Cubs open to locking up Garza with extension

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Cubs open to locking up Garza with extension

MESA, Ariz. The Cubs insist that all the Matt Garza speculation has been driven by the media, that its not a reflection of a team actively shopping its best pitcher.

Its just that Theo Epstein is looking at a five- to 10-year window to build an annual contender, and Garza is only under club control for the next two seasons. Short-term assets wont do much for this front office.

Garzas name has been all over the trade rumors, but hes used to that by now after being shipped from Minnesota to Tampa Bay to Chicago, which he liked enough to make his offseason home.

Garza, 28, recently avoided arbitration by agreeing to a one-year, 9.5 million deal. Soon general manager Jed Hoyer expects to begin talking about a possible extension with Garzas agent, Nez Balelo of CAA Sports.

We focused really hard on getting the one-year number done a few weeks ago, Hoyer said Saturday. We didnt have any kind of long-term discussions before that. But certainly there was some dialogue about possibly having some long-term discussions at some point, maybe this spring.

Thats a long way of saying theres mutual interest in an extension at the right price.

Garzas reference point figures to be John Danks, who agreed to a five-year, 65 million extension with the White Sox this winter. The left-hander, who will turn 27 in April, will get 8 million this season, then 14.25 million annually through 2016.

The circumstances arent identical, but the career profiles for Garza (52-54, 3.83 ERA, 1.303 WHIP, 923.1 innings) and Danks (54-56, 4.03 ERA, 1.304 WHIP, 917.2 innings) match up well.

Garza has said that he doesnt want to talk about his contract situation and wont make demands through the media. But the Cubs are willing to listen.

When we do it, well keep it quiet, Hoyer said, and hopefully their side will, too, because I think contracts are better negotiated that way. But I think we will probably sit down and talk. Weve said many times hes the kind of guy we need. We need more Matt Garzas, not less. We need a rotation full of those guys. So if we can work something out, that would be wonderful.

Wrigley Field named one of the happiest places in the world by CNN

Wrigley Field named one of the happiest places in the world by CNN

In terms of overall satisfaction for a fanbase in total, it'd be hard for any team could beat the Cubs' faithful right now.

Ending a 108-year drought will make even the most pessimistic of fans ecstatic.

So it's no surprise Wrigley Field would be considered one of the happiest places on Earth.

To counteract "Blue Monday," CNN discussed 15 of the world's happiest places and Wrigley was included.

But the kicker is — CNN doesn't even mention the World Series championship.

Here's the rationale:


"Wrigley Field, on a warm summer night when the breeze off Lake Michigan makes the flags flutter and your cheeks flush with relief from the damp heat.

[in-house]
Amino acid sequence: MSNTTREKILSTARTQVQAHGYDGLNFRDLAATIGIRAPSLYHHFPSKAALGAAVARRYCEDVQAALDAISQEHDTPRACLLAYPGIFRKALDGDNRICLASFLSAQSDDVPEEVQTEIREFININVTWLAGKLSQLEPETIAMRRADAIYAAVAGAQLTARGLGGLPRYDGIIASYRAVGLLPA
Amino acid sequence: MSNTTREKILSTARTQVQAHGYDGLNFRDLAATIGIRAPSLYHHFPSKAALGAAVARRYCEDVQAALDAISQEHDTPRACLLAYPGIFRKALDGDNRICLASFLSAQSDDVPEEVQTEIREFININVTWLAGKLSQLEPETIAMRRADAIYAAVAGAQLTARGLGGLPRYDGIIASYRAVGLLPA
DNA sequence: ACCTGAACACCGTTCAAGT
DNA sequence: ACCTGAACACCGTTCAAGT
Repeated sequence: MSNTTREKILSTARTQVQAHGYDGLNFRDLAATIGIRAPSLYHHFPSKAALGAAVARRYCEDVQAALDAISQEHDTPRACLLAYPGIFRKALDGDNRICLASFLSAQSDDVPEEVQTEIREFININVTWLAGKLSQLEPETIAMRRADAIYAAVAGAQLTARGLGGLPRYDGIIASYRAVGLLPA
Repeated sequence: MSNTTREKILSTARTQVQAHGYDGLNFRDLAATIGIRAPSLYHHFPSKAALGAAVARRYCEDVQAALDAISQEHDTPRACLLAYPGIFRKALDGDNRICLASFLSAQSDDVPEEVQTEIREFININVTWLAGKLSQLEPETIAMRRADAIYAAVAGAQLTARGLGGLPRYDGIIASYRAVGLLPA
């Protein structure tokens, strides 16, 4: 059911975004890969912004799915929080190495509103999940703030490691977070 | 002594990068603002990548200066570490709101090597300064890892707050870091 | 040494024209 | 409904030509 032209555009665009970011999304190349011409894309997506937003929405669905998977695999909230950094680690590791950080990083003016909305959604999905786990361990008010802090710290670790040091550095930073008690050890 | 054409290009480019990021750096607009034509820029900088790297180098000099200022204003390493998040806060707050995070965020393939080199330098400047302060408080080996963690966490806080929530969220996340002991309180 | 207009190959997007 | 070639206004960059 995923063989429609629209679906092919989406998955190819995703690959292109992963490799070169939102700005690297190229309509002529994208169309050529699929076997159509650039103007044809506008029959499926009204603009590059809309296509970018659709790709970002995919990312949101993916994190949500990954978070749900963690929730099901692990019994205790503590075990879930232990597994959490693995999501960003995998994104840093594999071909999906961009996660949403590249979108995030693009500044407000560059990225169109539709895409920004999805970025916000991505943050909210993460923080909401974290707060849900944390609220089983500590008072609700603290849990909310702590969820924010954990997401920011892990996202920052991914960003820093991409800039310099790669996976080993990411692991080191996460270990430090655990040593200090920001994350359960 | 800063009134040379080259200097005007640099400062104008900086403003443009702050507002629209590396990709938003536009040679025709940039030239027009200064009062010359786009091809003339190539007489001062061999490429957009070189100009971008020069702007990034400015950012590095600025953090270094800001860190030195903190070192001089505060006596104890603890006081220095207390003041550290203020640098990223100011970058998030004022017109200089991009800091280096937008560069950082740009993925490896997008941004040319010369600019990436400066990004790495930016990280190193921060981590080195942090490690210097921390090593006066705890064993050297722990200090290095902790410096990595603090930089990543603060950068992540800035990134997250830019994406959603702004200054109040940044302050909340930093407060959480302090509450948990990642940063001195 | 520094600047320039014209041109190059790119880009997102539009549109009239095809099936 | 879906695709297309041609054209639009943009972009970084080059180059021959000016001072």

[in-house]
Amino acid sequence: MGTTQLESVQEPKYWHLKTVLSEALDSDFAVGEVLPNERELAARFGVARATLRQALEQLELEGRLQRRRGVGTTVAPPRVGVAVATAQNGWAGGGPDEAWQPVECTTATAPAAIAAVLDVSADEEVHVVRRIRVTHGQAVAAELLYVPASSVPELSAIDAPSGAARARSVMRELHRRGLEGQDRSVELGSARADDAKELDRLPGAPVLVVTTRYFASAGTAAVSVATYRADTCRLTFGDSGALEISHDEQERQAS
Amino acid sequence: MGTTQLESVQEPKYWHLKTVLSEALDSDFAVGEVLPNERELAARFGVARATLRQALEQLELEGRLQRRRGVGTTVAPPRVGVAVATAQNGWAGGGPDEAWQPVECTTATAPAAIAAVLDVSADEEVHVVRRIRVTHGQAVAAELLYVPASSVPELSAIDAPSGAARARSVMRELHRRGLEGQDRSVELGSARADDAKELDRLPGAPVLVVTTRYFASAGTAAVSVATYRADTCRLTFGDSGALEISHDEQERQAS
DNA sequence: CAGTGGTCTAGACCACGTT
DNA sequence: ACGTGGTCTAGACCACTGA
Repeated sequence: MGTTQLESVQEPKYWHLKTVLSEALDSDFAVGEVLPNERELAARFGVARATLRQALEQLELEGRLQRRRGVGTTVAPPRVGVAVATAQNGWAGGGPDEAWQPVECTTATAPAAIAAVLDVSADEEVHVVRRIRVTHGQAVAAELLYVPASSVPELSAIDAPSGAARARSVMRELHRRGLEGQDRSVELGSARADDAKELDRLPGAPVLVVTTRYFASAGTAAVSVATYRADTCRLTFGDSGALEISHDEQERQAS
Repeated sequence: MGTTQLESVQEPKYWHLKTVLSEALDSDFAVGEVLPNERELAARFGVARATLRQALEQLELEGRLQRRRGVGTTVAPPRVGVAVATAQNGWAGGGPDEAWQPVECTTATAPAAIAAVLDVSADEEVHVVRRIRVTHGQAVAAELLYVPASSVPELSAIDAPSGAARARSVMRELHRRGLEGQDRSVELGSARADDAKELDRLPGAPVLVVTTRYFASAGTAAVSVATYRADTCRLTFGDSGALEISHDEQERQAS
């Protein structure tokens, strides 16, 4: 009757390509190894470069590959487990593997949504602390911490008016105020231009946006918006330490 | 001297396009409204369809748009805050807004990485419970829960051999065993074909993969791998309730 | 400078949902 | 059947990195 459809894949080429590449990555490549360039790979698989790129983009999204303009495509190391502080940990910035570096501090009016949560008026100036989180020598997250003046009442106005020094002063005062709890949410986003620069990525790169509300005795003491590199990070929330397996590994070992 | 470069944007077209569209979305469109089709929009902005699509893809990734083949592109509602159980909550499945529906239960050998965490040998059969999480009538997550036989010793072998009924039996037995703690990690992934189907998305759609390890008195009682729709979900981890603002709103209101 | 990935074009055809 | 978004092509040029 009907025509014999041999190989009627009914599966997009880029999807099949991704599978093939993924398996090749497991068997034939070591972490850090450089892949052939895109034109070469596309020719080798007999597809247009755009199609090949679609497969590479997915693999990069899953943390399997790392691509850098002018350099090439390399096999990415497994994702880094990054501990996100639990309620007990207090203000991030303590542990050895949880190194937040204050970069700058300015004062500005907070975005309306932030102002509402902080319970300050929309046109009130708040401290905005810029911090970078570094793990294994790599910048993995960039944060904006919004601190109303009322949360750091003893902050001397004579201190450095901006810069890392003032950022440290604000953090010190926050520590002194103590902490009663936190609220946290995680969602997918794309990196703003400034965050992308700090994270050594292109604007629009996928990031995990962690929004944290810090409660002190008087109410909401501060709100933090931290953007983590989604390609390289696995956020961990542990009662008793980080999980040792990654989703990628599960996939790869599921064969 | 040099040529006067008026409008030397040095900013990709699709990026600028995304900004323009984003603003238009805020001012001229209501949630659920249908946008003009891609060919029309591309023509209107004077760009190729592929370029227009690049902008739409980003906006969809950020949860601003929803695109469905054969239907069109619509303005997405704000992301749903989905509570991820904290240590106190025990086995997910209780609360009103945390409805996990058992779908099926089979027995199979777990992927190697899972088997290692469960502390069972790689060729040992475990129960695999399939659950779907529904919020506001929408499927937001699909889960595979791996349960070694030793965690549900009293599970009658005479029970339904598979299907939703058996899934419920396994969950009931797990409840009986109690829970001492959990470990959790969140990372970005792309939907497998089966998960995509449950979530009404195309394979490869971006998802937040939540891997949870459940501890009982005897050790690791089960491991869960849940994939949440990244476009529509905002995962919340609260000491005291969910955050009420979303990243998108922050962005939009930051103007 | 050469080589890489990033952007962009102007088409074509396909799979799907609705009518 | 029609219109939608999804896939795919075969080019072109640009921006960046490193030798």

"No matter where you sit, you are close to the field, which makes you feel both the intimacy of the game and the immensity of it.

"The players, standing just feet away from you, feel like giants. And the vendors in the stands hawking hot dogs and beers and Italian ice really are a study in that particular species of Chicago native."


Don't know many people who would argue with that.

The only other American location on the list was Moonlite Bar-B-Q Inn in Owensboro, Kentucky.

Other worldwide locations include Bangkok, Japan, New Zealand and Copenhagen.

Jon Lester explains absence from Cubs' White House trip: 'Absolutely nothing political'

Jon Lester explains absence from Cubs' White House trip: 'Absolutely nothing political'

Jon Lester didn't make any sort of statement by missing Monday's White House trip with his Cubs teammates. But at a polarizing moment in a divided country, a high-profile player on a World Series team felt the need to respond on social media and explain his absence from the championship ceremony. 

President Barack Obama name-checked Lester during his East Room speech – both for his spectacular pitching performance and beat-cancer charitable initiatives – as the Cubs continued their victory tour off the franchise's first World Series title since Theodore Roosevelt lived in the White House.

Lester stood behind Obama when the 2013 Boston Red Sox were honored on the South Lawn. During that 2014 ceremony, Lester stood next to John Lackey, another Cub who missed this Washington trip. Lester also toured George W. Bush's White House with Boston's 2007 championship team.

On Martin Luther King Jr. Day – and with the specter of Donald Trump's inauguration looming – Obama used his administration's final official White House event to draw a direct line between him and Jackie Robinson and highlight the connective power of sports.

"The best part was the president talking about how sports brings people together," All-Star first baseman Anthony Rizzo said, "how no matter what's going on in this country and the world, three or four hours of any one particular game can just rally so many people together." 

This team couldn't have created so much joy for generations of fans without Lester, who signed a $155 million contract with the last-place Cubs after the 2014 season, a transformational moment during the long rebuild that led to the White House trip that Obama never thought would happen.

"It was a thrill and an honor for all of us," team president Theo Epstein said. "It means so much more with his roots in Chicago and his final days in office. It couldn't have worked out any better. It's something we'll all remember for our whole lives."